That’s a particularly interesting observation since Mayor Barrett is actively considering a run for Governor, hardly a recipe for continuity.

It also contradicts the argument that mayoral run school districts are more accountable to the public than elected school boards because of higher voter turn-out. By acknowledging that the mayor of Milwaukee is as close to a life-time position (continuity is assured) as one can find, Doyle undermines the electoral accountability argument.

Today in a letter to the editor Congresswoman Gwen Moore challenged the Governor’s position. She wrote:

“… Doyle's contention that mayoral control of the Milwaukee schools is critical to receiving these Recovery Act funds is inconsistent with multiple assurances I have received from Secretary of Education Arne Duncan that mayoral control of MPS is not a prerequisite to Wisconsin receiving Race to the Top funds (Page 1A, Oct. 20).

In a letter dated Oct. 7, Secretary Duncan wrote, 'Mayoral control of the public schools was not a criterion included in the proposed priorities (for Race to the Top funding) that were released for public comment in July.'

I agree that the Milwaukee schools face serious challenges - the achievement gap and 69% graduation rate among them. But I have yet to see evidence that placing the School Board under any mayor's control will magically erase the problems that have long plagued our public schools.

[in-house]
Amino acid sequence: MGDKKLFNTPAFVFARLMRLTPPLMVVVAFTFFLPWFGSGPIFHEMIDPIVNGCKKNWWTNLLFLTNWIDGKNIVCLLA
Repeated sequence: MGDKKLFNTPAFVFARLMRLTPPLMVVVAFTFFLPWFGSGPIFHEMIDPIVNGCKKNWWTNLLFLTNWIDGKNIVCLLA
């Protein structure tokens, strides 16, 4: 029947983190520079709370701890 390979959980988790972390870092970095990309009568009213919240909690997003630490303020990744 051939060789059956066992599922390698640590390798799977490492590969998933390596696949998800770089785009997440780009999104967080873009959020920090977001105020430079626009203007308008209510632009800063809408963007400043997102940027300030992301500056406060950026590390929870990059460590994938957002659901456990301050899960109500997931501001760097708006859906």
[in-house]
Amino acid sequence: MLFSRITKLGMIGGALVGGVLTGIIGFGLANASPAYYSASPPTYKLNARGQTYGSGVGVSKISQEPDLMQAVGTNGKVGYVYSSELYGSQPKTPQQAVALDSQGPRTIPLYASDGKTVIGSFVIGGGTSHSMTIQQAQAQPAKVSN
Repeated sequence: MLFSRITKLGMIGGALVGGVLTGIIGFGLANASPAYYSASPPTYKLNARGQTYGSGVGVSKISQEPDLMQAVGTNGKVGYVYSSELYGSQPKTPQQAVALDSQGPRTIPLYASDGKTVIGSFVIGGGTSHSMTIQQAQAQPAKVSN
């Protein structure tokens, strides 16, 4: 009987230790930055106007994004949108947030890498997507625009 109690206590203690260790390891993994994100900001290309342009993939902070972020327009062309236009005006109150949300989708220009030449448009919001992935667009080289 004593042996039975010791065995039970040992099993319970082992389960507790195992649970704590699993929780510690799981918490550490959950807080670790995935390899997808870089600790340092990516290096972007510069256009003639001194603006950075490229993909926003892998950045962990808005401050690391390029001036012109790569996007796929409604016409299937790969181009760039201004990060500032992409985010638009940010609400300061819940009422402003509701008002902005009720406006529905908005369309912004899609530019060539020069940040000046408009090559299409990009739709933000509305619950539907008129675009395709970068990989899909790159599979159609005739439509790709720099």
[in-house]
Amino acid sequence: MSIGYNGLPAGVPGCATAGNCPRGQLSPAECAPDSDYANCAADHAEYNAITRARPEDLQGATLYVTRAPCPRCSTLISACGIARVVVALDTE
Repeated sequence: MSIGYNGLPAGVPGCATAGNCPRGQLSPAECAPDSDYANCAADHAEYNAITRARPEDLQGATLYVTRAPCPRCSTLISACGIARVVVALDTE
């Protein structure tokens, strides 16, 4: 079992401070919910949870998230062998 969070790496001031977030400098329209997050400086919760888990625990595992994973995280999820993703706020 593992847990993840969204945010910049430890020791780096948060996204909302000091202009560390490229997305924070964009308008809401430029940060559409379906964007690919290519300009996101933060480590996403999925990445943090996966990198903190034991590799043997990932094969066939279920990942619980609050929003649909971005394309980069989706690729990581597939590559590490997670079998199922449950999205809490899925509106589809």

To wrongly suggest that the badly needed Race to the Top funds will not be awarded to Wisconsin unless Milwaukee wrests control away from a democratically elected School Board and hands it over to the mayor is unfair. And wrong on the facts.

To advocate for mayoral control of the Milwaukee schools is one thing; to suggest that not making the switch will restrict Wisconsin's access to a pot of money is simply untrue."

Tuesday, October 20, 2009

Wall Street hucksters paid billion in bonuses

New York Times Columnist Bob Herbert writes:

We’ve spent the last few decades shoveling money at the rich like there was no tomorrow. We abandoned the poor, put an economic stranglehold on the middle class and all but bankrupted the federal government — while giving the banks and megacorporations and the rest of the swells at the top of the economic pyramid just about everything they’ve wanted.

And we still don’t seem to have learned the proper lessons. We’ve allowed so many people to fall into the terrible abyss of unemployment that no one — not the Obama administration, not the labor unions and most certainly no one in the Republican Party — has a clue about how to put them back to work.